I had finally got the job I really wanted, so I was sure the fatigue I had been feeling was simply just from working too hard. Surely that was the explanation? Cancer wasn’t a thought.
Before my CML diagnosis, I never really knew much about leukaemia. And there I was, laying on the couch preparing for a bone marrow biopsy to confirm my diagnosis.
I felt like I was in slow motion. I didn’t yet understand what CML was and I didn’t know what was going to happen next. I was trying to function as a normal wife and mother as well as learning how to talk about my diagnosis with my boys and my mum miles away in Canada. Those were perhaps some of the hardest discussions.
I signed up for the SPIRIT-2 trial and I was feeling okay mentally, and between September and March everything was looking good physically, too. But, with a snap of the fingers, everything went pearshaped and my numbers started going the wrong way.
We discovered that these changes were the result of a mutation, and my options were becoming limited. The looming prospect of a transplant suddenly became very real, but would this be the best possible option for me? I was having several discussions; flicking back and forth between a trial for a new drug and transplant. Ultimately, the choice was mine, but neither were looking particularly brilliant.
So, I thought about it. I cried about it. I talked about it. I prayed about it. Eventually, I decided a transplant was the best option for me. But even the best wasn’t looking too great; the survival rates were showing it would be more likely that I would die than live.
We went through the British registry, but there was nothing on there. Eventually, I was matched with a donor from Germany and we began preparing for the transplant. There were a few hiccups along the way; spiked temperatures and illnesses that stalled the process but it was now or never.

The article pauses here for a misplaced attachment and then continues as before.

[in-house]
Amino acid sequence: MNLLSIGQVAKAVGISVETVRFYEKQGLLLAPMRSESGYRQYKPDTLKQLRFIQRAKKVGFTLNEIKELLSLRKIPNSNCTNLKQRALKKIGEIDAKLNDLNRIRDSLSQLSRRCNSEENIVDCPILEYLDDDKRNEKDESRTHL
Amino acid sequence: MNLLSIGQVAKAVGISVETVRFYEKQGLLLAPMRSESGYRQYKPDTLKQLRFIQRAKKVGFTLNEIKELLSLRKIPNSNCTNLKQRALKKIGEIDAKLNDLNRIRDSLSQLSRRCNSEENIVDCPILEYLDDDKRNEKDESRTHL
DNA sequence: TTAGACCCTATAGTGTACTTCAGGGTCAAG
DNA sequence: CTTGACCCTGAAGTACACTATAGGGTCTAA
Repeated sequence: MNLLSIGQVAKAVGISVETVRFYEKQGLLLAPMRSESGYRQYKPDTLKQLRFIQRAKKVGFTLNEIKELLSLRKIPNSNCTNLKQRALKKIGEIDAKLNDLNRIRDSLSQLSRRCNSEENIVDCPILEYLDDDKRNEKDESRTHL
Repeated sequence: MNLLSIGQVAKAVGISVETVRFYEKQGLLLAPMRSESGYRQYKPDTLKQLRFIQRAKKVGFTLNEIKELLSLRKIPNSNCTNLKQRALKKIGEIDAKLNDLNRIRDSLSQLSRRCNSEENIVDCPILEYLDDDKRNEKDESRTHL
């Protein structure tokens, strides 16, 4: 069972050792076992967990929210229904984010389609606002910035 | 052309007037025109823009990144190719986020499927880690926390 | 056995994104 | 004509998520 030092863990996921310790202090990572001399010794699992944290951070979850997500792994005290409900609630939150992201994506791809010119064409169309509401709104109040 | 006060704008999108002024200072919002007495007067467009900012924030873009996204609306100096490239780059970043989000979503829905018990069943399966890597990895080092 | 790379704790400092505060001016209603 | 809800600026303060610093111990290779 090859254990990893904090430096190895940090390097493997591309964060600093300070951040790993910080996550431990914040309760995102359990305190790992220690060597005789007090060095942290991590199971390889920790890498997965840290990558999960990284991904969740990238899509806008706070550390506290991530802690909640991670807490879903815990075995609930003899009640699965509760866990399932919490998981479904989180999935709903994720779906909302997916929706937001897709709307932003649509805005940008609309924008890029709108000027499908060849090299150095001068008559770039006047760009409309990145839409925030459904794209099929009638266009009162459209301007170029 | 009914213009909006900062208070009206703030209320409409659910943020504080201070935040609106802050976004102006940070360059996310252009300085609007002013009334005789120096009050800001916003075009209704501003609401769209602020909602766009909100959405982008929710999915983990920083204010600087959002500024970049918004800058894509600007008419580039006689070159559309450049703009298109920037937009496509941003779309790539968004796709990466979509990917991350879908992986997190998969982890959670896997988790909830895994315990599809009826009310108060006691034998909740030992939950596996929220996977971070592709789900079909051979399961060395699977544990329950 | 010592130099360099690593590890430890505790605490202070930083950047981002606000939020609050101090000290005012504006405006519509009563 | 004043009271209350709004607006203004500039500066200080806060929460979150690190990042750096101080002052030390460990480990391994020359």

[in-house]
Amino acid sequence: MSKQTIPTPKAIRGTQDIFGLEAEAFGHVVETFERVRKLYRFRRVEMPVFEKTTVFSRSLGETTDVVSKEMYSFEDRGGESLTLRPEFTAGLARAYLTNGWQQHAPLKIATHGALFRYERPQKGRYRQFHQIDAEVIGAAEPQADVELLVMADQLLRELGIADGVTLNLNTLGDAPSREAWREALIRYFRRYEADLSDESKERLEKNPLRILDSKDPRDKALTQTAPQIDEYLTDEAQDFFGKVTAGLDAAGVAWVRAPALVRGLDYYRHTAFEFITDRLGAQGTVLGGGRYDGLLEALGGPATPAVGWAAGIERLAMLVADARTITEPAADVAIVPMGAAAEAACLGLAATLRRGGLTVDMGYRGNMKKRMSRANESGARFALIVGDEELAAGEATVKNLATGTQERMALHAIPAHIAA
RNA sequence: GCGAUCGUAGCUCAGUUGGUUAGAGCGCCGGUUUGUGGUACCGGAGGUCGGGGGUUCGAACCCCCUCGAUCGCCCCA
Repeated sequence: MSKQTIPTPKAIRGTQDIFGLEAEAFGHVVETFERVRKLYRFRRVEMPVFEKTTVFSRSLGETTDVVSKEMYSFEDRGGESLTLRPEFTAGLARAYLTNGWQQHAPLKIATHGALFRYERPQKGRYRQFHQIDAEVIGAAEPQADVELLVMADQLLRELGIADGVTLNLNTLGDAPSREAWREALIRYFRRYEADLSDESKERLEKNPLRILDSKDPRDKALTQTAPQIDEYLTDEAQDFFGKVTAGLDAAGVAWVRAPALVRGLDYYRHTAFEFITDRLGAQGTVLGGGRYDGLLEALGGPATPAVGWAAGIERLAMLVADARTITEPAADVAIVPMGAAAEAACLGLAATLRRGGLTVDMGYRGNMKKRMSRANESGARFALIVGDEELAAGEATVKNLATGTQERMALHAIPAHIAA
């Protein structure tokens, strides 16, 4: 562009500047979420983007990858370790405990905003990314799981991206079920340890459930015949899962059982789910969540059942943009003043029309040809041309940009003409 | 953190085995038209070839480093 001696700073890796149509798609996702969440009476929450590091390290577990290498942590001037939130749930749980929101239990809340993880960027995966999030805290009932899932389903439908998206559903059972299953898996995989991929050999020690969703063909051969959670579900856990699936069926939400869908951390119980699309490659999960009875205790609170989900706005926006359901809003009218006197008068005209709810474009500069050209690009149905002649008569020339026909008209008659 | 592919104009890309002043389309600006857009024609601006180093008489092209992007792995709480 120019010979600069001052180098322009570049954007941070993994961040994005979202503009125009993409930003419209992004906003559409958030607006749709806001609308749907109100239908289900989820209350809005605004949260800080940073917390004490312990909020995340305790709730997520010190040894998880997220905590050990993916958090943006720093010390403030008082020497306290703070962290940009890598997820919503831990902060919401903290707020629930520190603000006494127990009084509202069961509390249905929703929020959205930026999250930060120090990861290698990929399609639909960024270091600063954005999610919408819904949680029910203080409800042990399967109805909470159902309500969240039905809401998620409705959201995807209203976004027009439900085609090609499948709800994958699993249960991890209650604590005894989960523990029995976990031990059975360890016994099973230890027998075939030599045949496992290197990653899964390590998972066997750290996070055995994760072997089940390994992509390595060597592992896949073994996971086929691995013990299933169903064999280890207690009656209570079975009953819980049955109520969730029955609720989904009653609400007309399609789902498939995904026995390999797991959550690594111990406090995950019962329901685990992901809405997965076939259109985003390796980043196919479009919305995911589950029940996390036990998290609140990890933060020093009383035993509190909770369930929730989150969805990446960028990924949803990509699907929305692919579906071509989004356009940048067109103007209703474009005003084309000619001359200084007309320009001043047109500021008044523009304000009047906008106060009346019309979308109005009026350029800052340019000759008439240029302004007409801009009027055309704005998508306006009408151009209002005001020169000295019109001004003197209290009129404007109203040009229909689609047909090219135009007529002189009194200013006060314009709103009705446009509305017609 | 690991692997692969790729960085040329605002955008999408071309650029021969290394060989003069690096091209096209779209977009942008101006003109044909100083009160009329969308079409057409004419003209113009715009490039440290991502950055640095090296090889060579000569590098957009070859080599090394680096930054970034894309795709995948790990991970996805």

Despite the tricky transition, I got through the transplant and everything was seemingly going well. The physical changes were tricky; my hair was falling into my morning bowl of Weetabix, so a nurse shaved my head whilst I was in hospital. It was odd how different I looked.
But I’m here and that’s the main thing. 13 years down the line, and I enjoy life with my family and friends. Yes, I’m grappling with the effects of the transplant and treatment. I relapsed soon after my transplant and remain on another drug on compassionate use grounds, which controls the leukaemia. I am forever thankful to have lived to see my boys grow up. My CML journey has made me appreciate how short and precious life is. Life with CML has become my new normal, and I have to make the most of it!
I am privileged to be the inspiration behind a Unicorn at this year’s Unicornfest trail. I met
with Jayde, the wonderful artist behind Phoenix, the Unicorn that was inspired by my story. We encapsulated words that reflected the rollercoaster journey of having a chronic leukaemia. We were even able to pay homage to my sweet-themed earrings and necklace with some liquorice all-sort detailing!
Support services available
Jo phoned our helpline for information and advice when she was first diagnosed and for her transplant. A diagnosis can be a lot to get your head around, but we’re here to answer your questions or offer advice as and when you need us.
Call our free helpline and speak to our nurse on 08088 010 444 (services available Monday – Friday, 9am – 5pm).
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